Does An Epidural Hurt? And 7 Other Things You Should Know About Epidurals

Hotly debated and frequently misrepresented, here are just the facts about epidurals.

Originally Published: 
A pregnant person getting an epidural.
Sharon Mccutcheon / EyeEm / Getty

Perhaps no other variable of the childbirth experience is as hotly debated and frequently misrepresented as epidurals. Yes, epidurals take away the pain; but they also raise concerns about the safety of mother and child. Increasingly, though, couples are opting for the procedure during labor: More than half of childbirths today involve using a regional anesthetic to numb the body from the waist down, easing the discomfort of contractions.

“From the perspective of what’s most helpful for women during labor, there’s no question that epidurals ease the pain,” says Raeford Brown, M.D., a professor of anesthesiology and pediatrics at the University of Kentucky Medical Center. Here’s what you should know about the procedure.

1. Epidurals Are Less Painful Than They Look

Getting an epidural hurts about as much as getting an IV. That is to say, your partner will feel a sting or discomfort for a few seconds after the needle is inserted before it diminishes; the actual numbing kicks in after about 20 minutes.

There are actually two needles: The first is for a local anesthetic that numbs the area where the epidural will be placed. The second is a larger needle that leads the catheter into the epidural space. The area should be relatively numb by that point, so the discomfort is minimal.

2. Epidurals Are Not Dangerous

Despite what you may have heard, an epidural does not harm your baby. “The short answer is that there are no proven adverse direct effects on the fetus/newborn,” says pediatrician James J. Cummings, M.D., former chairman of the American Academy of Pediatrics Committee on Fetus and Newborn. “However, there are potential indirect effects, as it may increase the risk for instrumented delivery (using forceps) or operative delivery (C-section) because of failure to progress in labor.”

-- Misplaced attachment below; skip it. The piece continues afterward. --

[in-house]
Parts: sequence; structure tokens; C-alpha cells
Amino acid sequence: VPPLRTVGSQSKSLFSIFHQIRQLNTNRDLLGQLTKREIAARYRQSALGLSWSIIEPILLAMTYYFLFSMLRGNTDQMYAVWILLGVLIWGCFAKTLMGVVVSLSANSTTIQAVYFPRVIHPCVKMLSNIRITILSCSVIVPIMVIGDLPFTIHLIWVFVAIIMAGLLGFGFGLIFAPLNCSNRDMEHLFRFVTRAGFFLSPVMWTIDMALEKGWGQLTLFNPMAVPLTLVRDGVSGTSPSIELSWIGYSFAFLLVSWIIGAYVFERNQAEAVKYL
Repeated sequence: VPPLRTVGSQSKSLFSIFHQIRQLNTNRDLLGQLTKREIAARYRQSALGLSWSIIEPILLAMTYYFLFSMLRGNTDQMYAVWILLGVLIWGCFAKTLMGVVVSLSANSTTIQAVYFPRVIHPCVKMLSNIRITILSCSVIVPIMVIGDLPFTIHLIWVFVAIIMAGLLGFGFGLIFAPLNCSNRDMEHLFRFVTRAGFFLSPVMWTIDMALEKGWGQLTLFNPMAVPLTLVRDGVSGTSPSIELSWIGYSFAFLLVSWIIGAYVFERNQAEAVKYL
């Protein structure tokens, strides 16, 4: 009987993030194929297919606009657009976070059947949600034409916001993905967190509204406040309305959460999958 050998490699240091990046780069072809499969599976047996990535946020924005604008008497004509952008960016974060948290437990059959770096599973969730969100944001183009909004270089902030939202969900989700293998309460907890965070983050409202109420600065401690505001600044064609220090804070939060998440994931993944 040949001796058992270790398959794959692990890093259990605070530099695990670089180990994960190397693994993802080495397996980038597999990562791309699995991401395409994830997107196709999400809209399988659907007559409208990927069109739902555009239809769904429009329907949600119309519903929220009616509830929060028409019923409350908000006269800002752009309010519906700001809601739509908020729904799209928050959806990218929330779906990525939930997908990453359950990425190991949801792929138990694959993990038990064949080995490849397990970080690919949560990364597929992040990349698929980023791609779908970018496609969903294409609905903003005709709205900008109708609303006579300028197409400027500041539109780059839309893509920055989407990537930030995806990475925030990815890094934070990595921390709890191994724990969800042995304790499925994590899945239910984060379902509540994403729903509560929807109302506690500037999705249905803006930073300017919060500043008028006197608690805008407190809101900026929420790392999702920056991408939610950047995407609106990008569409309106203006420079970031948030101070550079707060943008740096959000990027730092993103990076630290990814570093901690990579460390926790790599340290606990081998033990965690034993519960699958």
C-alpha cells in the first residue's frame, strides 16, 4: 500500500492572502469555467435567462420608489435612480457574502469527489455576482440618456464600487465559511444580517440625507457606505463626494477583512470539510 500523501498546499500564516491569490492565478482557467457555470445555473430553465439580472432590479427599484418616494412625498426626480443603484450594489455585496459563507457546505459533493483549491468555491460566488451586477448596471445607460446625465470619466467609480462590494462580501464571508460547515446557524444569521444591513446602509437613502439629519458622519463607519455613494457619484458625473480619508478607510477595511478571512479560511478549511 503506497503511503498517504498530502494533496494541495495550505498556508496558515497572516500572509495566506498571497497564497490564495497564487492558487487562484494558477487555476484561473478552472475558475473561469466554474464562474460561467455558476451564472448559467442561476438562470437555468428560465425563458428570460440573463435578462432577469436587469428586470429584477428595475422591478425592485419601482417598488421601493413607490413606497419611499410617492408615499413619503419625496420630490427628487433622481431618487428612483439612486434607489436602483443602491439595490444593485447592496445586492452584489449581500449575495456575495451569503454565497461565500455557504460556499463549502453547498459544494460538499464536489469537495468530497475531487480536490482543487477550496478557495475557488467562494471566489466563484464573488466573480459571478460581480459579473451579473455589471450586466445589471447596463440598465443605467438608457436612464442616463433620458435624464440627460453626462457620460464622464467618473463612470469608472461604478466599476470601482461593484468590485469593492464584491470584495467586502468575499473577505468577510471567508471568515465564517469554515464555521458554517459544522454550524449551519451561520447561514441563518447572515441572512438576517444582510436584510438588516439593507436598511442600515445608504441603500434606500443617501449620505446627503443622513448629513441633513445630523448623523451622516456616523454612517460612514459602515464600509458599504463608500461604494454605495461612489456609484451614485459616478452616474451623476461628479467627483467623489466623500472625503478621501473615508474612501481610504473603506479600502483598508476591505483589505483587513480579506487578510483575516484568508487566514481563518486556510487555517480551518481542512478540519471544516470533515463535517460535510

3. Epidurals Go Near, Not In, The Spinal Cord

Relax, no one is going to be jamming a needle into your partner’s spine. “The spinal cord is surrounded by fibrous elements which in turn are wrapped around a bag-like structure holding water,” says Brown. “There is a space between the bag and the fibrous elements, and this is where the needle goes.” Once this area is desensitized, the labor can proceed pain-free.

4. Not Everyone Should Get An Epidural

Although epidurals are safe for the vast majority of moms-to-be, for a small segment of the population, the procedure is risky. “Women with hypertension that is associated with pregnancy — known as pre-eclampsia — have a problem with the coagulation of their blood,” says Brown. “Within that group, there is an even smaller subset who experience a dropping platelet count, and for these women, epidurals are not advisable.”

5. An Epidural Could Slightly Slow The Labor

Studies suggest how far along a person is in labor can impact whether the epidural slows things down. If given before 5 cm dilation, chances of a slower labor are higher. On the other hand, if contraction pain causes your partner to tense their muscles, labor will take a lot longer, too.

Regardless, because your partner is numb, they won’t necessarily know when to push during a contraction. Not to fear, delivery room doctors and nurses do this all day long. They will guide both of you through the process determined by dilation.

6. Your Partner May Need A Catheter To Pee

Because your partner will be number from the waist down, if they need to urinate during the labor process, they may not get the signals they normally would, resulting in an accident. For this reason, the doctor may place a catheter to help keep the bladder empty.

7. There Is More Than One Type Of Epidural

Two of the most common types of epidurals are continuous infusion, in which a catheter continuously feeds the anesthetic into the body, and a walking epidural, so-called because an injection of painkillers allows the pregnant person limited mobility in their lower limbs. (Note: This does not mean you and your partner can take a brisk stroll around the hospital hallways, but it does mean they may be able to go to the bathroom on their own.)

8. Back Pain From Epidurals Is A Myth

Although there are risks associated with epidurals — including a drop in blood pressure, an increase in the odds of needing forceps for delivery, breathing difficulties, and fever — long-term back pain is not one of them.

“I’ve heard some women say, ‘Now I have back pain because I got an epidural,’” says Brown. “I tell them, ‘No, you have back pain because you just had a baby!’”

In truth, any lower back discomfort after delivery is less likely to have been caused by the anesthesia and more likely to be the result of the very physical activity of labor.

Of course, whether or your partner chooses an epidural is a personal decision. But rest assured that from a safety perspective, the procedure is routine and something your hospital staff is accustomed to performing all day long.

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